Poll says Rays should be able to look to Tampa

New poll shows residents of St. Pete are willing to allow Rays to find a home outside the city in Tampa.
New poll shows residents of St. Pete are willing to allow Rays to find a home outside the city in Tampa.

A poll shows that the people of St. Petersburg feel that the Tampa Bay Rays should be allowed to explore option’s outside of the city.  According to a report on Bay News 9 the majority of public are no longer in favor of   holding the Rays to their contract to play at Tropicana Field through 2027 without at least being able to consider other options in the Tampa Bay area.

The public feels that such a rigid stance could come at a very severe price.

The Rays could well give up on the region and move to some far-flung destination. Or even be absorbed by Major League Baseball in an act of “contraction.”

Here is more from the Bay News 9 report: 

Tampa is a viable alternative because of its more central location and younger population, and new data from an Bay News 9Tampa Bay Times and WUSF Public Media poll establishes that nearly half of the city’s residents – a solid majority of those who ventured an opinion – favor allowing the team to explore options in the city.

Thirty-eight percent of the poll respondents said the Rays should be able to look across the bay if they pay the city a fee for amending their lease, and another 10 percent said they should be permitted to look even without any conditions attached.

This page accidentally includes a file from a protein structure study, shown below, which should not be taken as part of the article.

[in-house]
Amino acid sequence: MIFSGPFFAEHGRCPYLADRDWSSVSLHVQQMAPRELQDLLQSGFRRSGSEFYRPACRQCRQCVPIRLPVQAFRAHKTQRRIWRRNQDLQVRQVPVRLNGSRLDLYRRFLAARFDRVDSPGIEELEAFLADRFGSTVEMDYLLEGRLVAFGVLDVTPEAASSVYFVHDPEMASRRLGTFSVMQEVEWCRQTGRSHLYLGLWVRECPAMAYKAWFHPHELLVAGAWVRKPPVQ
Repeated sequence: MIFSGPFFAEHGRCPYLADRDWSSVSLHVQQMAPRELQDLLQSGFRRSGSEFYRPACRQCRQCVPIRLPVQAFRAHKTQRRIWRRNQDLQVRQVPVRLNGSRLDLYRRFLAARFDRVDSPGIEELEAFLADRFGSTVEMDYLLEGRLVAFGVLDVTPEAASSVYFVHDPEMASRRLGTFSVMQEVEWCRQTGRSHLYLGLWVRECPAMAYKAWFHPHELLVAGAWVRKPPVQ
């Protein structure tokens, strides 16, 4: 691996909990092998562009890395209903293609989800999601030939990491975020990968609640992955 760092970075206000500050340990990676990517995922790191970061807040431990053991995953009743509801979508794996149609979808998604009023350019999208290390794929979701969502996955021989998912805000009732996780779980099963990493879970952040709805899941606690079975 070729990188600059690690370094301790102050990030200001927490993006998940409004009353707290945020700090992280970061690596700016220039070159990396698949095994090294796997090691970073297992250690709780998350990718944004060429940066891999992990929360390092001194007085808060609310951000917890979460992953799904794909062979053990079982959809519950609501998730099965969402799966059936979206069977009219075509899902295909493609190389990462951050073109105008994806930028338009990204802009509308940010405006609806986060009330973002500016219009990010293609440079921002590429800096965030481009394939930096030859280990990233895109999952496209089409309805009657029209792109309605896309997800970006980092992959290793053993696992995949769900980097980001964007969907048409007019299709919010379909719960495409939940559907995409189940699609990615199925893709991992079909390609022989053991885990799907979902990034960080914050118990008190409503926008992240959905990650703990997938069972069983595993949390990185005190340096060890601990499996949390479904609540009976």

That brings the total percentage of residents who say the club should be allowed to flirt with Tampa to 48 percent, according to the poll.

That’s far from a consensus, of course. Another 39 percent of city residents who say the Rays shouldn’t be allowed to flirt with Tampa under any circumstances. And 12 percent they don’t know or weren’t sure about the right answer.

Change in position

Foster, who for years steadfastly held the Rays couldn’t even look sideways at Hillsborough County, acknowledged in August that ongoing poor attendance in the face of the club’s excellent performance on the field is a legitimate concern. He admitted that letting the Rays look elsewhere might be a way to keep them close.

No agreement permitting the Rays to talk to Tampa has come about, though, and Foster reported to the City Council last month that negotiations were going nowhere and that Major League Baseball does not “seem interested in a cooperative effort to keep the Rays in the Tampa Bay region for the long term.”

Rick Kriseman, Foster’s challenger in the Nov. 5 mayoral election, has repeatedly pointed to Foster’s shift in philosophy as indecisiveness and playing politics.

“For the first 3 1/2 years of his administration, it was, ‘we have a contract. It’s good through 2027, and we are not going to allow them to look elsewhere,’ ” Kriseman noted during a recent debate produced by Bay News 9 and theTampa Bay Times. “The election cycle starts, and there are discussions, so that position has changed.”

Both candidates say their primary objective is to protect the interest of city taxpayers who invested hundreds of millions of dollars to build Tropicana Field and attract a MLB expansion team to the city. Foster favors “negotiating in good faith,” while Kriseman said he would not amend the agreement “unless we get something in return.”

And that, the poll data shows, is what many city residents want and are the poll numbers.

  18-54 55+ White Black/African-
Only if there is an advance agreement on financial compensation 36% 40% 41% 29%
Without any conditions 11% 10% 12% 6%
Not at all 40% 37% 34% 52%
Don’t know or not sure 12% 13% 12% 12%
Refused 1% ** 1% 1%